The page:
Sustainable Energy

An annual growth of 0.5% does not suffice

The European Union recently caused quite a political stir by announcing their ambitious new target of 20% renewable energy capacity in Europe by 2020. At the same time the likelihood that Europe will even approach its former renewables target of 12% by 2010 is growing smaller.

The French consultancy agency EurObserv’ER has published its 7th report on the State of Renewable Energies in Europe, and the conclusions are not very positive. The renewable capacity in the EU grew by only 0.5% in 2006, meaning that we are not even on course to reach the 2010 target. According to EurObserv’ER, only a few countries are making sufficient efforts to reach their individual target. This leads to the conclusion that ‘the different regulations and incentive instruments shall have to be evaluated and brought to a level that is equal to the ambitions of the objectives’.

This does not mean that it is all the fault of insufficient regulations. A major blow that was not predicted was the decline in hydroelectric power due to insufficient rainfall and snow. Besides, the fact that we are not on course is mainly due to insufficient growth in the early years between 1997 and 2004. Actually, 2006 saw a remarkable growth in wind power and biomass. Especially encouraging is that France, which used to lag behind in the renewable sector, is quickly catching up.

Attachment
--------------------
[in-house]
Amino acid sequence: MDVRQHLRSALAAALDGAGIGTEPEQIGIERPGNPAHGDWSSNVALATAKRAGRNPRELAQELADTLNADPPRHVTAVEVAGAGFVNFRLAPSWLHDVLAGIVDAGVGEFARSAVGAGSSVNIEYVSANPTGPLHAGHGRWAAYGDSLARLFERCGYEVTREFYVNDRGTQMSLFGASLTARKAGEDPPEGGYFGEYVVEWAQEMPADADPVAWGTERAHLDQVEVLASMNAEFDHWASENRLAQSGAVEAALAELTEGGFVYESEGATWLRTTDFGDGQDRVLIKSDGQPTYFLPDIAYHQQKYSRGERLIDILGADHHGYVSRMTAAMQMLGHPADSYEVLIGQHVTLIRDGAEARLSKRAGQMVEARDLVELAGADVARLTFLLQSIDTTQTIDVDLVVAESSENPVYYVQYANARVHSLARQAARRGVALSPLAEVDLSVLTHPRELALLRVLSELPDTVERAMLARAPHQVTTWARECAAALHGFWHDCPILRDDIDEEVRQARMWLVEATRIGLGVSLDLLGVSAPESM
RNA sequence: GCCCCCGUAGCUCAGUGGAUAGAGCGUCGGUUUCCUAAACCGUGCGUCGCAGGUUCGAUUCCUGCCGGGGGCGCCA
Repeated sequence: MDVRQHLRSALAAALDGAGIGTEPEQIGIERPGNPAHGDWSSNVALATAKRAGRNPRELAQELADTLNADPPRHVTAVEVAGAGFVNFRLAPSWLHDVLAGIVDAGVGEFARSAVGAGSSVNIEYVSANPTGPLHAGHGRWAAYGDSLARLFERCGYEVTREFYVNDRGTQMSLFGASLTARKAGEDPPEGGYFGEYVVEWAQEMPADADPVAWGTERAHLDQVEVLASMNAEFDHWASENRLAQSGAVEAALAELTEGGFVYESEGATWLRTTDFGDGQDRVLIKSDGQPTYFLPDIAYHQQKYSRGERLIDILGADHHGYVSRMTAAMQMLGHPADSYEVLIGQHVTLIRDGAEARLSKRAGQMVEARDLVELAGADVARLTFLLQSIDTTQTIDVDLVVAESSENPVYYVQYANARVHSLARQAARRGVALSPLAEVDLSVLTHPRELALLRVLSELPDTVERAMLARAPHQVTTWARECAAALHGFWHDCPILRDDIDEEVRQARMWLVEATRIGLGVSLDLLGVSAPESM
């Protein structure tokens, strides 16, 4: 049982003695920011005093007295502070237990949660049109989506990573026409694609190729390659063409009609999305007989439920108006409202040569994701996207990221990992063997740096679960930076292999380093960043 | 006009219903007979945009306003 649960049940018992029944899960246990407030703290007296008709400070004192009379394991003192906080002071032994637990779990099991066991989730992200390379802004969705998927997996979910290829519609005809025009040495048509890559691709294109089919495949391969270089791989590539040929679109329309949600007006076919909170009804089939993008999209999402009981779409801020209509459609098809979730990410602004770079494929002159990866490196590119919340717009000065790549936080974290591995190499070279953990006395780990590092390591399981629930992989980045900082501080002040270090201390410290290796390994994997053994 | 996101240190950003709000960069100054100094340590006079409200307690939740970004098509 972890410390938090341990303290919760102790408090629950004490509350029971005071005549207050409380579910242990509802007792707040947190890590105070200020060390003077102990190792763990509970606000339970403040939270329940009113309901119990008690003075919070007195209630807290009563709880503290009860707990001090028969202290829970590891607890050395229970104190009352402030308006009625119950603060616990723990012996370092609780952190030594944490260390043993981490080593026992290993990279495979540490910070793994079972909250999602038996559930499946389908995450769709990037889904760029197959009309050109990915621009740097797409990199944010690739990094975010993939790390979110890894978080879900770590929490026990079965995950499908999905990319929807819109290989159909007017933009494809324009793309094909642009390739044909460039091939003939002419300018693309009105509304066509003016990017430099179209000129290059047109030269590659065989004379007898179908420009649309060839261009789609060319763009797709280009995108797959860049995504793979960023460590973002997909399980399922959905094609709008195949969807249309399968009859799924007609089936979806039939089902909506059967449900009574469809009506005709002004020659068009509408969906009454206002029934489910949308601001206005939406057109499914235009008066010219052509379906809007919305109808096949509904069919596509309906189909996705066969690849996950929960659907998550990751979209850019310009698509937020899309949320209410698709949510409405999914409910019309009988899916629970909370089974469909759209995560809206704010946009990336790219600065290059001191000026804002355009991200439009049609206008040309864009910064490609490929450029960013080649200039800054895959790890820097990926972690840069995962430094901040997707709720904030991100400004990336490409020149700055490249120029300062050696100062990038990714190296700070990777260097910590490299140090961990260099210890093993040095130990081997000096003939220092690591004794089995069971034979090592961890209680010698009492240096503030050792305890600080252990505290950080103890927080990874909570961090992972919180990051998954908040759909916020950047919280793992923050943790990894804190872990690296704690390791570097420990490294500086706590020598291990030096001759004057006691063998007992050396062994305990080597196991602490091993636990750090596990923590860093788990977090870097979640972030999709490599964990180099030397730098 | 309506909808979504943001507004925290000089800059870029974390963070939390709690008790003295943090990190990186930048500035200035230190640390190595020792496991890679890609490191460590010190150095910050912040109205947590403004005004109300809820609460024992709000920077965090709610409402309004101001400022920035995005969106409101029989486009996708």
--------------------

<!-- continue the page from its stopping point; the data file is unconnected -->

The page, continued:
Probably most alarming is that the small growth in renewables is not accompanied by any real efforts to conserve energy. According to Jean-Louis Bal, director of ADEME (Renewable Energies and Energy Networks and Markets), only a complete change in the public mentality will suffice. He states that ‘our energy system shall have to be the object of a “demand” approach and no longer be a question of energy offer and supply. Analysing the demand to be met and constructing the energy offer as a function of this analysis and of environmental constraints can appear to be an obvious fact, but this is exactly the opposite of that which has always been done until now.’

Reference

7th report EurObserv’ER ‘State of Renewable Energies in Europe’

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